Talks to end political crisis may resume next month: Brokenshire
Talks to restore devolved government may resume sooner than expected, it has emerged.
Northern Ireland Secretary of State James Brokenshire indicated he may recall the parties towards the end of August.
A number of party leaders had indicated they did not expect serious talks to get under way again before September.
But, speaking from the United States, Mr Brokenshire said: "I do think it is important we get back into intensive talks towards the latter end of the summer."
However, he refused to speculate on any plans to locate the next phase of the talks away from Stormont Castle.
Mr Brokenshire admitted there was a need to inject fresh momentum after the five main parties bust through another Government deadline last month, without sanction.
He added: "We are thinking carefully about how we can best support and create the right climate and context to get that positive outcome that I think people in Northern Ireland want to see."
As he prepared to complete a three-day round of briefings with business leaders and politicians, Mr Brokenshire said that Northern Ireland remains open for business and, despite Brexit, new opportunities for investment and jobs are emerging.
He added that he is considering a number of options on how to approach fresh talks to restore the Executive.
"There are always risks around doing something different - as to whether that unpicks or undermines the progress that has already been achieved - but we are thinking carefully what the next steps might need to be."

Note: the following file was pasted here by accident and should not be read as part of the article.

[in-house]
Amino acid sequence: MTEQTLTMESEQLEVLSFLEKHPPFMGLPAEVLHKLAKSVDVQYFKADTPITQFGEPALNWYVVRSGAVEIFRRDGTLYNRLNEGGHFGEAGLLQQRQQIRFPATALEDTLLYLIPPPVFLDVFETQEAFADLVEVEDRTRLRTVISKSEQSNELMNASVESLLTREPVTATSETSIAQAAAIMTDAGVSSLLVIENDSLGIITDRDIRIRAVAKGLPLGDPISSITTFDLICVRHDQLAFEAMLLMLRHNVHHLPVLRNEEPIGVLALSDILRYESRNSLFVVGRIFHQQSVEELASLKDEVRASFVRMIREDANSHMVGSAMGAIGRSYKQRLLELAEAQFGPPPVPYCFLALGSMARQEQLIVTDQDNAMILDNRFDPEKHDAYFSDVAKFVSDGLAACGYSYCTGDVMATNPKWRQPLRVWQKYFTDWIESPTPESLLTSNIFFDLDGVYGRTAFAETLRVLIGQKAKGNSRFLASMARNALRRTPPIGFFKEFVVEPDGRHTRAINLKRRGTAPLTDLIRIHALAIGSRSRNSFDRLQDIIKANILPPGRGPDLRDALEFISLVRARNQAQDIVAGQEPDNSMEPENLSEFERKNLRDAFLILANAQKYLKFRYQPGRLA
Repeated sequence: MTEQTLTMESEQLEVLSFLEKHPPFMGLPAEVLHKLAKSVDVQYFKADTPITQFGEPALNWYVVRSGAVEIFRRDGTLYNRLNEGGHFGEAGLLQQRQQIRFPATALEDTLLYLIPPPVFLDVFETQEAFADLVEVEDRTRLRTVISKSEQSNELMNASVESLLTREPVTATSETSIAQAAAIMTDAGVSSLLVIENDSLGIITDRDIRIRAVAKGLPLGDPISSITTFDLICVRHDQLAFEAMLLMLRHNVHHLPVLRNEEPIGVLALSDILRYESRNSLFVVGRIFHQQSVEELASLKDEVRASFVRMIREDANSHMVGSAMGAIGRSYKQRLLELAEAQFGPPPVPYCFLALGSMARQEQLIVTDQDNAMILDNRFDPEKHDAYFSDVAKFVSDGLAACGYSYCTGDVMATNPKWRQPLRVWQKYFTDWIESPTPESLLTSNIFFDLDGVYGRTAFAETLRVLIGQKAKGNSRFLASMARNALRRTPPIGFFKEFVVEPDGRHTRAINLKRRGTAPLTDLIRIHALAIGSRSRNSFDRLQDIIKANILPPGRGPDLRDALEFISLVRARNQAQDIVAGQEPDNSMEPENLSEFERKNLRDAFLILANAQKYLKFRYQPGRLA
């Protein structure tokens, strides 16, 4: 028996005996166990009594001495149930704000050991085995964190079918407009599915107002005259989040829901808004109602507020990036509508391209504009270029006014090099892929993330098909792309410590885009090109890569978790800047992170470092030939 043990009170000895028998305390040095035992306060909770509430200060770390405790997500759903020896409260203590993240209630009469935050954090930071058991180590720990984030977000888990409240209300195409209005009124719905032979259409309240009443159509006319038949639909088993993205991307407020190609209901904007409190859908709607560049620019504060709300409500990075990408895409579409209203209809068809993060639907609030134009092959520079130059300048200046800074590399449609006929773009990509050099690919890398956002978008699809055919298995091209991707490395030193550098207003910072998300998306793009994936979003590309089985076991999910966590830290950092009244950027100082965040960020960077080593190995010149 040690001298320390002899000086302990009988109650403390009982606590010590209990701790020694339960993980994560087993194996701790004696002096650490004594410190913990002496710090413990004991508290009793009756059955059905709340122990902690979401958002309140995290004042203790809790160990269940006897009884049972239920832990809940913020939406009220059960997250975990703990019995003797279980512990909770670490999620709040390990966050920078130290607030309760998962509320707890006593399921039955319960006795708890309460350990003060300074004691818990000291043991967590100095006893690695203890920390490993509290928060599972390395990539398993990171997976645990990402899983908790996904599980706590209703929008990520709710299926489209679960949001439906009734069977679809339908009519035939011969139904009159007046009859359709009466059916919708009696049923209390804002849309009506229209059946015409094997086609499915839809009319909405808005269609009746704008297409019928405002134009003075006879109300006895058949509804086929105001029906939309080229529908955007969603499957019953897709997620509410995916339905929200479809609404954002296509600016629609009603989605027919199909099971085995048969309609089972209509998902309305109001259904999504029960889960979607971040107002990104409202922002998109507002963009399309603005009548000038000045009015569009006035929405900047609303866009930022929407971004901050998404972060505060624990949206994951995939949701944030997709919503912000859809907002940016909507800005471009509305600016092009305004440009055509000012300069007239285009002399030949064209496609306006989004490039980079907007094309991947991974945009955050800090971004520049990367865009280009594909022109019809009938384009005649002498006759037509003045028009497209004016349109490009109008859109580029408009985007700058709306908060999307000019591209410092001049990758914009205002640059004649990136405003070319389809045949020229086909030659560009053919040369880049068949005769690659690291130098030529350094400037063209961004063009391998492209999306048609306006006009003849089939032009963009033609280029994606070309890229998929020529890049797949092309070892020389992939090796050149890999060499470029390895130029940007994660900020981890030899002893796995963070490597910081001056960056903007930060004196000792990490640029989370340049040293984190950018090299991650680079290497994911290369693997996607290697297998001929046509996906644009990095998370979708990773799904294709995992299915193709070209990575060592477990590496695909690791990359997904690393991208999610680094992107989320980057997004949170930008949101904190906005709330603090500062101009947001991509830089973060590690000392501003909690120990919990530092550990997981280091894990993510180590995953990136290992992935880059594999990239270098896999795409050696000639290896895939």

Mr Brokenshire said he was also encouraging US politicians to use their influence and connections with the local parties in Northern Ireland to push for a resolution to the stalemate.
He added: "People here feel strongly about wanting to see the Executive back in place and are saying that they will support and do all they can to encourage and promote that spirit of compromise and getting people to see the bigger picture on how far Northern Ireland has come."
However, Former Sinn Fein finance minister Mairtin O Muilleoir hit out at Mr Brokenshire's overtures to potential US investors.
"It is a bit rich when it is his Government's disastrous Brexit policy which is doing more than anything to damage our prospects of attracting new investment," he said.
"Many potential investors have already made it clear they are holding off on any decisions due to the current uncertainty.
"The prospect of a hard border and a withdrawal from the single European market and the customs union will mean many more will seek to invest where they can have easy access to the entire EU market.
"The North has been hugely successful in attracting record levels of foreign direct investment, particularly from the US, over recent years and a huge part of that success was built on our position as a key gateway to the European market."